Monday, August 22, 2011

On educational performance measures

I have a new paper:
IZA DP No. 5897
Alastair Muriel, Jeffrey A. Smith:

On Educational Performance Measures
(published in: Fiscal Studies, 2011, 32(2), 187-206)

Quantitative school performance measures (QPMs) are playing an ever larger role in education systems on both sides of the Atlantic. In this paper we outline the rationale for the use of such measures in education, review the literature relating to several important problems associated with their use, and argue that they nonetheless have a positive role to play in improving the educational quality. We delineate several institutional reforms which would help schools to respond "positively" to QPMs, emphasizing the importance of agents' flexibility to change the way they work, and the importance of a sound knowledge base regarding "what works" in raising attainment. We suggest that the present institutional setups in both England and the US too often hold schools accountable for outcomes over which they have little control – but that such problems are far from insurmountable.
The working paper version (not gated) is here, and the published version (gated) is here. They are the same other than minor changes at the proof stage.

The paper tries to steer a middle course on the question of quantitative educational performance measures, arguing that they have some value, and so should not be simply abolished, but that they should not be the whole, or even the majority, of the institutional system that seeks to improve and maintain school quality. Moreover, there is much to complain about in regard to the current design of such systems, particularly the system put in place by the No Child Left Behind (NCLB) Act in the US. The performance measures in the US job training system have problems at well, as I (again with co-authors) have written about elsewhere.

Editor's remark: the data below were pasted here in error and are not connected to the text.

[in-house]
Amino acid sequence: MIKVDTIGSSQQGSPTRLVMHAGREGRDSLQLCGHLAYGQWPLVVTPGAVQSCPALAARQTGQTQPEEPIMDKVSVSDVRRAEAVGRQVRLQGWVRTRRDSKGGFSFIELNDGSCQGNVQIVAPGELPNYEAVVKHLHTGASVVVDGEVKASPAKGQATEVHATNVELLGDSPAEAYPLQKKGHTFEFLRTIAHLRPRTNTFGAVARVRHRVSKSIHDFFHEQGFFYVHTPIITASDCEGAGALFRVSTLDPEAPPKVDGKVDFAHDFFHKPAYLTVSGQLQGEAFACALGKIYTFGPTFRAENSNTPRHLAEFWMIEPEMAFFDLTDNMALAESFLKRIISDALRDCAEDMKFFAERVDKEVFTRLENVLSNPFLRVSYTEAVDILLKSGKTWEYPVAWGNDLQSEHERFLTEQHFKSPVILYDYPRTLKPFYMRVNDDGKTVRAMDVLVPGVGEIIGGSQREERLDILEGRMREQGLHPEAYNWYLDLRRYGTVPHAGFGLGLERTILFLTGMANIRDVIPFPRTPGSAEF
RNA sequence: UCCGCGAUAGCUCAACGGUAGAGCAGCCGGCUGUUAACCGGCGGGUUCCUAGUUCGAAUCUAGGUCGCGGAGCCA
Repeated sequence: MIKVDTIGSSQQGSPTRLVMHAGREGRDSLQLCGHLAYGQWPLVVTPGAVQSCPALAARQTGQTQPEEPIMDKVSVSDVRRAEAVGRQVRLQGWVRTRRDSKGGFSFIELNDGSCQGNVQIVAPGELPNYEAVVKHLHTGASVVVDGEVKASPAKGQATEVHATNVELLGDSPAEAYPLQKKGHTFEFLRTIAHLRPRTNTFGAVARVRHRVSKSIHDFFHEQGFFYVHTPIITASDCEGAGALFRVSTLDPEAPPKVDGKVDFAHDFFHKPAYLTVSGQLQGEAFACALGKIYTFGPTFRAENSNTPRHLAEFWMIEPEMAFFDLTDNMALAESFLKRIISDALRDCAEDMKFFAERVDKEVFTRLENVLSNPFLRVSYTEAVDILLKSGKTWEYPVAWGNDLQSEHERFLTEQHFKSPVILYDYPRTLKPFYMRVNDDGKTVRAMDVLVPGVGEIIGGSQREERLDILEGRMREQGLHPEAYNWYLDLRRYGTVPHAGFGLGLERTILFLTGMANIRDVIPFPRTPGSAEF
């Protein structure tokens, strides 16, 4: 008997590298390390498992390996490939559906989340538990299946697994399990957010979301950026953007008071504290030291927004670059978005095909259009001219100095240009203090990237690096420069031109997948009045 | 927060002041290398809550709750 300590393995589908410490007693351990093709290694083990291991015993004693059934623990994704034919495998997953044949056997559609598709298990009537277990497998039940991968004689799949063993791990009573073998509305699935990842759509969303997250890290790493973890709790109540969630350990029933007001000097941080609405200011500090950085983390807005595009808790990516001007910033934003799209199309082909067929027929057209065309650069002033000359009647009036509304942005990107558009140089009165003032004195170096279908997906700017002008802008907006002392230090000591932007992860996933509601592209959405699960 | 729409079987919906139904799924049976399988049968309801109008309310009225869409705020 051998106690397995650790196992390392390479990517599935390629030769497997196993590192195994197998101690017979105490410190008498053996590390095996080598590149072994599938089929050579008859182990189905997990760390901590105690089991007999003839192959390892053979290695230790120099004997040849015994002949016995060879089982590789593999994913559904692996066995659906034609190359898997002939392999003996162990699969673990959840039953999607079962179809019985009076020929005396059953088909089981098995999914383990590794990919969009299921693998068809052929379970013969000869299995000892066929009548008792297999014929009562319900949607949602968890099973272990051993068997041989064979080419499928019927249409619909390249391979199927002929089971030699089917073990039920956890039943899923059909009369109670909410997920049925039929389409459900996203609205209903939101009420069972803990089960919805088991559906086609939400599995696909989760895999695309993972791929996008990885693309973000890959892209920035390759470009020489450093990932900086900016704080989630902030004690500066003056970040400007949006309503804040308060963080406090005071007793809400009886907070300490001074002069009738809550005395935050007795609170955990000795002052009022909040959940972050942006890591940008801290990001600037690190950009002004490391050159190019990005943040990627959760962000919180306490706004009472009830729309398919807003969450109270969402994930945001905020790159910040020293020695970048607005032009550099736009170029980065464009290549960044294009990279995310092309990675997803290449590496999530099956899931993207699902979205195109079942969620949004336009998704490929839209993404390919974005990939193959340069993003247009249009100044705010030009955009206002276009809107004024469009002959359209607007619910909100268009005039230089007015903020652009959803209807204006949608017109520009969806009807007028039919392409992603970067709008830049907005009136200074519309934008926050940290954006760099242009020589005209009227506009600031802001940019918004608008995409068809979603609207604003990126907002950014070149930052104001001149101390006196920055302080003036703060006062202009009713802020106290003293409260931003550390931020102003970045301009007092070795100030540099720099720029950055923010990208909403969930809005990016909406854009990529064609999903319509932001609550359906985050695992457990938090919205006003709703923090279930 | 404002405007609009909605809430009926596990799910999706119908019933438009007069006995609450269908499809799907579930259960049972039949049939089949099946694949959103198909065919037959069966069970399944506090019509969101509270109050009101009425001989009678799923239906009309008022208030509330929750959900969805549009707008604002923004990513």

This paper is based on a presentation I gave at a conference-within-a-conference at Oxford in the summer of 2010. It is unusual for me in that the nice folks at the Institute for Fiscal Studies provided me with a co-author to help transform the talk into the paper. My co-author Alistair Muriel, whom I first met at the conference, turned out to be the perfect partner, which is to say that he writes well, works hard, and put up with the oddities of my work style. The paper is also notable for the speed of publication; due to a few days lag by me in submitting the final version to IZA, and some backlog at IZA in announcing their new discussion papers, the "working" paper actually came out after the published journal version in Fiscal Studies.

I went with IZA rather than NBER (the NBER prohibits circulation in multiple working paper series, though that rule is widely ignored by people other than me) because of the European content to the paper.

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